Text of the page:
The Parental Bill of Rights Act would require public elementary and middle schools to obtain parental consent before calling a child by a different name or pronoun.
Edward Bartlett, president of the due process watchdog organization SAVE Services, said the federal government and the Department of Education have used Title IX protections to prioritize gender ideology over parental rights in schools.
“We do have a strong sense that the school has decided that school administrators and teachers have full rights to teach whatever they wish to teach,” said Bartlett. “I don't think we know how widespread these problems are, but just looking at the number of states that have introduced these bills, that right there tells you something.”
At least a dozen states have introduced parental rights bills that would increase school transparency. In South Carolina, Luft said she and her team looked to Florida’s 2021 parents bill of rights as a framework for their legislation.
Luft said Florida’s 2021 bill gave parents an opportunity to get more involved with their children’s education which later drove the state to pass the Parental Rights in Education Act last year. That act shields students in kindergarten through third grade from instruction on sexual orientation and gender identity. Florida officials last month released a proposal to expand the protections through 12th grade.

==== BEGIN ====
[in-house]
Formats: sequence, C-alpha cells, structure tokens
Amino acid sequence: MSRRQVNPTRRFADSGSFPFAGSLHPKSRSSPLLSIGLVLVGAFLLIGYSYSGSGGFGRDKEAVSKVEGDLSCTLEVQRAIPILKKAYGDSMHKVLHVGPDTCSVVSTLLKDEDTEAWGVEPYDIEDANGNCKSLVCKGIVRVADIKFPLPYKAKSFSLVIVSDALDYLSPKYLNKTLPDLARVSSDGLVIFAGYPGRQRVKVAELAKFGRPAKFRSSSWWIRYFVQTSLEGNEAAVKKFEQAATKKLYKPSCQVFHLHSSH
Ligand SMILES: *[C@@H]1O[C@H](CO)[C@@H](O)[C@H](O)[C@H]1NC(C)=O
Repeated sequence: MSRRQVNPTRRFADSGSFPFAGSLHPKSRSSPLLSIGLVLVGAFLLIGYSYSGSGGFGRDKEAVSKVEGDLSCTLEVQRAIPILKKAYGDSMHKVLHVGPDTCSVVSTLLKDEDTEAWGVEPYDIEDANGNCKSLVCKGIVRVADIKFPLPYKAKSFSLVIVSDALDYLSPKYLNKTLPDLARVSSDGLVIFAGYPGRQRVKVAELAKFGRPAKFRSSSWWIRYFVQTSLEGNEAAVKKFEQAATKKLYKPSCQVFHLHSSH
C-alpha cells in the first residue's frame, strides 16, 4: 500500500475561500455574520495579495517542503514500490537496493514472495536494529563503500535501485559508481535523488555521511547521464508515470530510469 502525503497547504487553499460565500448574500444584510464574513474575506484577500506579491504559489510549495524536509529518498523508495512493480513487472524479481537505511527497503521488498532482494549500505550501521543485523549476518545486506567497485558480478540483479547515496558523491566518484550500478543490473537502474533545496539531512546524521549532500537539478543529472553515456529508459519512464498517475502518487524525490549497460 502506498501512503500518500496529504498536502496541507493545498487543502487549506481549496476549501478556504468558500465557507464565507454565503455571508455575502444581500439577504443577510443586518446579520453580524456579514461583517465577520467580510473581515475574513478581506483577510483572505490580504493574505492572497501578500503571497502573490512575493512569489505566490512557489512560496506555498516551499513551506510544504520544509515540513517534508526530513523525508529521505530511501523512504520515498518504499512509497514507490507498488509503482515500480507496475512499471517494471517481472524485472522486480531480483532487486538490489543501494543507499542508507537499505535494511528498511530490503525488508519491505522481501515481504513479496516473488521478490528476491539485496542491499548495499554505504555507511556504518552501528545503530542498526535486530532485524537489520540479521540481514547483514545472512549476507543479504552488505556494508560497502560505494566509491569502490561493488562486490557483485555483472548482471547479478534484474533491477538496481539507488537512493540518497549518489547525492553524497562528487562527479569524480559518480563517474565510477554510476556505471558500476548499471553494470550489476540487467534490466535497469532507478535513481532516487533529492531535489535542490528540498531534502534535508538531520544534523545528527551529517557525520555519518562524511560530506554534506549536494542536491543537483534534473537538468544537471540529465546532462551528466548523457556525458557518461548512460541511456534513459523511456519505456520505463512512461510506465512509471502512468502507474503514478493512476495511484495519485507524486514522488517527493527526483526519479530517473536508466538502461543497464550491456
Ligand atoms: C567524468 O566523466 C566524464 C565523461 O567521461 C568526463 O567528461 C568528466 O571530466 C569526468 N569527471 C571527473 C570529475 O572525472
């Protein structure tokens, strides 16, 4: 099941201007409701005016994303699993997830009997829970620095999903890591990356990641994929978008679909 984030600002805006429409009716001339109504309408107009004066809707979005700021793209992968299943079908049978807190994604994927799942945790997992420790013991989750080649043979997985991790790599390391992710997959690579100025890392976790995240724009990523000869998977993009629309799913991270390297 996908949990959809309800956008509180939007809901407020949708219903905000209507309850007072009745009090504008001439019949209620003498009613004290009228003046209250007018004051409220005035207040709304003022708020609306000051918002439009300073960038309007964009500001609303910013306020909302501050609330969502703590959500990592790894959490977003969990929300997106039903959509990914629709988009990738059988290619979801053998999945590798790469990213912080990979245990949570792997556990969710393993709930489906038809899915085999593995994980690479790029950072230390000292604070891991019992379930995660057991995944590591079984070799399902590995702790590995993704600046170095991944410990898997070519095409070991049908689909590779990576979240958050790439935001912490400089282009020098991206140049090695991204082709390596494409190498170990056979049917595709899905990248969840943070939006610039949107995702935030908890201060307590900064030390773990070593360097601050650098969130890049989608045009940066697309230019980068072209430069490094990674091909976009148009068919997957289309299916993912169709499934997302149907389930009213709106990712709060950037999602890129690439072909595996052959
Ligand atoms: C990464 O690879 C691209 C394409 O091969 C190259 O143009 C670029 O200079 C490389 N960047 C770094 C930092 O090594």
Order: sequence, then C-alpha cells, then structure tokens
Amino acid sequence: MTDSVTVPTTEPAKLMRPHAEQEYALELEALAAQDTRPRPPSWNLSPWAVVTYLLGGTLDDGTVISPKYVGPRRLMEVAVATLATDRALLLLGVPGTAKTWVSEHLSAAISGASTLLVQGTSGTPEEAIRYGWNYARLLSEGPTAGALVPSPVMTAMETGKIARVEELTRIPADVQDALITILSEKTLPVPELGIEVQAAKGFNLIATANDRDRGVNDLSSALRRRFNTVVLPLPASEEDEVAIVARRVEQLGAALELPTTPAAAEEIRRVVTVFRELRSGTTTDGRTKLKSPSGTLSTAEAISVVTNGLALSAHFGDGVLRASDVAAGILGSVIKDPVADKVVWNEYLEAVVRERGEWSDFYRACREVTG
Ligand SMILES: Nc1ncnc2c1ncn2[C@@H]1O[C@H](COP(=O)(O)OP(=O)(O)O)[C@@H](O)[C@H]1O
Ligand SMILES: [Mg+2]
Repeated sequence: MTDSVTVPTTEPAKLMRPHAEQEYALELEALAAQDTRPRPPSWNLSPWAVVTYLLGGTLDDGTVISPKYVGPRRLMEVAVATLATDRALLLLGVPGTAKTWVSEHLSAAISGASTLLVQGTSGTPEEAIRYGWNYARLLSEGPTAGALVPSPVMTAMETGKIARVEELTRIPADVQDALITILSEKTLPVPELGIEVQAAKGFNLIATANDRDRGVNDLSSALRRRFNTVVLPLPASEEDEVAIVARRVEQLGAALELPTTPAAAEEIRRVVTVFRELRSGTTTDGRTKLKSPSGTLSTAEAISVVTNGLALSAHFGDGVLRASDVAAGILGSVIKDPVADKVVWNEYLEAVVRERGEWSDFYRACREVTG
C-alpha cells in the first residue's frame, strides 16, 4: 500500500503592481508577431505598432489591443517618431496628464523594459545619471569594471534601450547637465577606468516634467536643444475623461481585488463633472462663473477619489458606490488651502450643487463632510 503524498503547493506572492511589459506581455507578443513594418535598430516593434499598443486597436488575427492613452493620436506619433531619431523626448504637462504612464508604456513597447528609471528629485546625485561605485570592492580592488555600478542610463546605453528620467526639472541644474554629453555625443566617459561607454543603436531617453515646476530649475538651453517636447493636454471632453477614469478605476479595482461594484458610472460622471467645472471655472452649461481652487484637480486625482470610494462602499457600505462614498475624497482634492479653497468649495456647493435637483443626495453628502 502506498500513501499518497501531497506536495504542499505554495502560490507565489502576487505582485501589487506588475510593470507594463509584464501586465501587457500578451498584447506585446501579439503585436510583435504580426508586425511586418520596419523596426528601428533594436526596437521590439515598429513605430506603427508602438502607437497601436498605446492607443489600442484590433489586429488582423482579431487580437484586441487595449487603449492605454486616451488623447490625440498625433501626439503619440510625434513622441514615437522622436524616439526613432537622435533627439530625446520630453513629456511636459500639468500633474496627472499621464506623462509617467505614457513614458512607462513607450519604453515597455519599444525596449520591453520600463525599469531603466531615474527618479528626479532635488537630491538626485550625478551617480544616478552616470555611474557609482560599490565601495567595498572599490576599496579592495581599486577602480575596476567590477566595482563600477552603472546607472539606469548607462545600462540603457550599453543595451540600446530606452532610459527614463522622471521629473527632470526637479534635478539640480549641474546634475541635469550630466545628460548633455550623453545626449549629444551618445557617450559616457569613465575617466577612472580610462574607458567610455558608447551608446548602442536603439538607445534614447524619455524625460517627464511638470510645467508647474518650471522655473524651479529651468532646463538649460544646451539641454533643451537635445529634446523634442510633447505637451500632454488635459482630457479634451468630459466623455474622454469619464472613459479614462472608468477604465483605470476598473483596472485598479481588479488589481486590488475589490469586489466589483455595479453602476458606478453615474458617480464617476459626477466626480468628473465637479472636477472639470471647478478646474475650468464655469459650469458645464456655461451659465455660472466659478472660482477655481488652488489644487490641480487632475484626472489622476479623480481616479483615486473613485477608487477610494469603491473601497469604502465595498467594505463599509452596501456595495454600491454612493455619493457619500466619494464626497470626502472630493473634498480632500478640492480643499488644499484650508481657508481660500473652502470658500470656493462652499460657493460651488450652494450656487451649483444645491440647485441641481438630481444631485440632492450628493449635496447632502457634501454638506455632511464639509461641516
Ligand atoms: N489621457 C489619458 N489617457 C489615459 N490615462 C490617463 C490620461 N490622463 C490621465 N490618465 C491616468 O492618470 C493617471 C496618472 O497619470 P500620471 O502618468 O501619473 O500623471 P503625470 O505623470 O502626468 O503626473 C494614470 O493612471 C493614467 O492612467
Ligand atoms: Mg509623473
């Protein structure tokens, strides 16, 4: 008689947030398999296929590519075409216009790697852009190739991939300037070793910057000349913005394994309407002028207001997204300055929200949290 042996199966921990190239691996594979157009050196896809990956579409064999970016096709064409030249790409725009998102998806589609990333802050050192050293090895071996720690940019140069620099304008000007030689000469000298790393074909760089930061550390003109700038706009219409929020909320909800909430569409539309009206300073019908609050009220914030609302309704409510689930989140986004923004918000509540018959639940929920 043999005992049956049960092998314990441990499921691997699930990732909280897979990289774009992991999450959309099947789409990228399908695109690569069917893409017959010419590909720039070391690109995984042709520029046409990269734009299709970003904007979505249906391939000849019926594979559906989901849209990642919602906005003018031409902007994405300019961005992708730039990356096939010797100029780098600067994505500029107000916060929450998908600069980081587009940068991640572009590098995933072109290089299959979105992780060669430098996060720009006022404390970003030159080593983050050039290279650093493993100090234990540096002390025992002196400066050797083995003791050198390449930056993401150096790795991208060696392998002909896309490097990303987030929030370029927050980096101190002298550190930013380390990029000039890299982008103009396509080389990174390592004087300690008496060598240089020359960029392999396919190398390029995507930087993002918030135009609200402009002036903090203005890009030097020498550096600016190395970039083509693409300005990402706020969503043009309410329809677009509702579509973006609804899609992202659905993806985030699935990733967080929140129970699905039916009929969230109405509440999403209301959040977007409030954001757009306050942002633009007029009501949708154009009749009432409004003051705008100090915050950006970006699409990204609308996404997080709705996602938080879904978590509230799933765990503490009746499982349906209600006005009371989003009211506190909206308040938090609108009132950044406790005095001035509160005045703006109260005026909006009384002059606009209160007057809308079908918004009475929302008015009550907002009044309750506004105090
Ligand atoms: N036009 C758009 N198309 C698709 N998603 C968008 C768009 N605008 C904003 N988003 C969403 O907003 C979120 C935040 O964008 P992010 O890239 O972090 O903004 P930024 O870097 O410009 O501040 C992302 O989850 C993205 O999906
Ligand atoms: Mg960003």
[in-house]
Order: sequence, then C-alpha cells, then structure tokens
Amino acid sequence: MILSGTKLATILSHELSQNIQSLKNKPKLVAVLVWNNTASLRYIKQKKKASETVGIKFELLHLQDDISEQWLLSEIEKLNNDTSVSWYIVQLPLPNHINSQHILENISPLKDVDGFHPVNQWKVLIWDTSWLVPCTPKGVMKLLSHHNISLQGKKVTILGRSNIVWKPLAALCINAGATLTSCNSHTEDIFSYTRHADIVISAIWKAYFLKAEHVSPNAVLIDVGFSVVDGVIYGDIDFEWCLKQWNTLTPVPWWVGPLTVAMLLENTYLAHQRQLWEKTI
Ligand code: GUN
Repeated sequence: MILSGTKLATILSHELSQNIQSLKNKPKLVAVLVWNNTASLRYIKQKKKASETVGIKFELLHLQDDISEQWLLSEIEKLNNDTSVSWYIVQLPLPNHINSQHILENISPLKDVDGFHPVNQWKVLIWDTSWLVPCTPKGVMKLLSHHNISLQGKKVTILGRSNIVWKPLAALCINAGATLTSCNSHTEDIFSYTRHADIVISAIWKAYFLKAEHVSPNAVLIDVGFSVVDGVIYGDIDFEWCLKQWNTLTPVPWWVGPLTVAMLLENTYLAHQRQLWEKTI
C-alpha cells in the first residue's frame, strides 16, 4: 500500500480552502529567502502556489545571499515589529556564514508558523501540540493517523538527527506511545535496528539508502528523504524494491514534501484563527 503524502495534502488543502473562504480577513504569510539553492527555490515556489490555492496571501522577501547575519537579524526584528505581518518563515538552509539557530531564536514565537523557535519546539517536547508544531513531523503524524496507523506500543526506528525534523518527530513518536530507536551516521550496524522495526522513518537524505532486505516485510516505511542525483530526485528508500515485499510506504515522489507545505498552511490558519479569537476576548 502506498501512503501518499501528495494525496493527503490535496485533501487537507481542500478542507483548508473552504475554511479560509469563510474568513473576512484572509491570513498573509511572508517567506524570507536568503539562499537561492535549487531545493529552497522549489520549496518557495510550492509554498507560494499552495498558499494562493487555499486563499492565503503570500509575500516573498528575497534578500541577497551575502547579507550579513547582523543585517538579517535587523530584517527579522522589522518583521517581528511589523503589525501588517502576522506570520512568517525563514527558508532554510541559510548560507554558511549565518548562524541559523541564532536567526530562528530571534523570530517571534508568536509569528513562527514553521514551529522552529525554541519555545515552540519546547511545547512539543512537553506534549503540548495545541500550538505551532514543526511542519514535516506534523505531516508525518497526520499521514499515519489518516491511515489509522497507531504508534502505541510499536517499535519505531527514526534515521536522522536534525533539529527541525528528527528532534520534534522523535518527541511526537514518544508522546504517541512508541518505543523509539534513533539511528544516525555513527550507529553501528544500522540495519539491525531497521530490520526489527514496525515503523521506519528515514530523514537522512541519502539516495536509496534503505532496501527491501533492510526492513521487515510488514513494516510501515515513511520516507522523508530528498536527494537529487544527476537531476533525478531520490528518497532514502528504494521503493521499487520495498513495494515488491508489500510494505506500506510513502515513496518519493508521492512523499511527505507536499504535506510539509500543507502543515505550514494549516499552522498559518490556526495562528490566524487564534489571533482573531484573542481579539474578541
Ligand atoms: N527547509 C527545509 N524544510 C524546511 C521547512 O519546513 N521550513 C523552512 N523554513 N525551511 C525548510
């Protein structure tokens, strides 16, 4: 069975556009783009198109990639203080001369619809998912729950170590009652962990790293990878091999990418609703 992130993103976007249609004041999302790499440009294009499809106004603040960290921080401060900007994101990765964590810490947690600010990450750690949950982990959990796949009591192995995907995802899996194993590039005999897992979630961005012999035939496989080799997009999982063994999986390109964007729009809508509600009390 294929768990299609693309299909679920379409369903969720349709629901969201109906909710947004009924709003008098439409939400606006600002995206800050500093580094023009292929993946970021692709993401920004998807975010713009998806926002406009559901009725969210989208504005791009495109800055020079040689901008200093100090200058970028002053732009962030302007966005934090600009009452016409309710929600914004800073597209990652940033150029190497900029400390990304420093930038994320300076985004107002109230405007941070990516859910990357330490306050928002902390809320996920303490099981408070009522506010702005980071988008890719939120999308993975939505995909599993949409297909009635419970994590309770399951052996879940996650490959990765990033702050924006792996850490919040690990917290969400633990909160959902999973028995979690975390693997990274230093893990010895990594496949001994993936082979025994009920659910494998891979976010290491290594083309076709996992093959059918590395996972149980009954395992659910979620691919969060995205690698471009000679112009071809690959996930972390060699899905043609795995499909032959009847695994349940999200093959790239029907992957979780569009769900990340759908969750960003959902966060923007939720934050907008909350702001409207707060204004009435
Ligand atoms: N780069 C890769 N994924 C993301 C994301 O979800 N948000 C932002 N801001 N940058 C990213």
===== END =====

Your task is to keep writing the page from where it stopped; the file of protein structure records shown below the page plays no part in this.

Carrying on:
Paula Greenspon’s district in Wake County, N.C., allows teachers to call a student by a different name or pronoun without informing parents. “I don’t feel comfortable doing that,” said Greenspon, a sixth grade math teacher with 20 years of experience. “As a parent, I would want to know that.”
On Feb. 7, North Carolina senators passed the Parents’ Bill of Rights and sent it to the state House. Like similar bills in other states, the legislation would prohibit instruction about gender identity or sexuality in kindergarten through 4th grade.
Greenspon, who plans to retire at the end of the school year, said she doesn’t anticipate the bill will have a significant effect on her or other teachers because parents already have access to curriculum and educational objectives online. She said it is more important that parents retain the right to opt their children out of instruction they disagree with while maintaining standard curriculum for all students.
As a longtime educator, Greenspon supports the goal of unifying parents and teachers but said parents have become less engaged with their children’s education. This year, she said only two out of about 100 families whose children she teaches have reached out for conferences. While legislation aims to set requirements for schools to offer parent-teacher conferences, Greenspon says parents have just as much responsibility to schedule meetings and be active in their children’s education.
“Personally, I see parents very disconnected from their school,” Greenspon said. “If the parents have a bill of rights, then then they need to make sure that they’re upholding their responsibility.”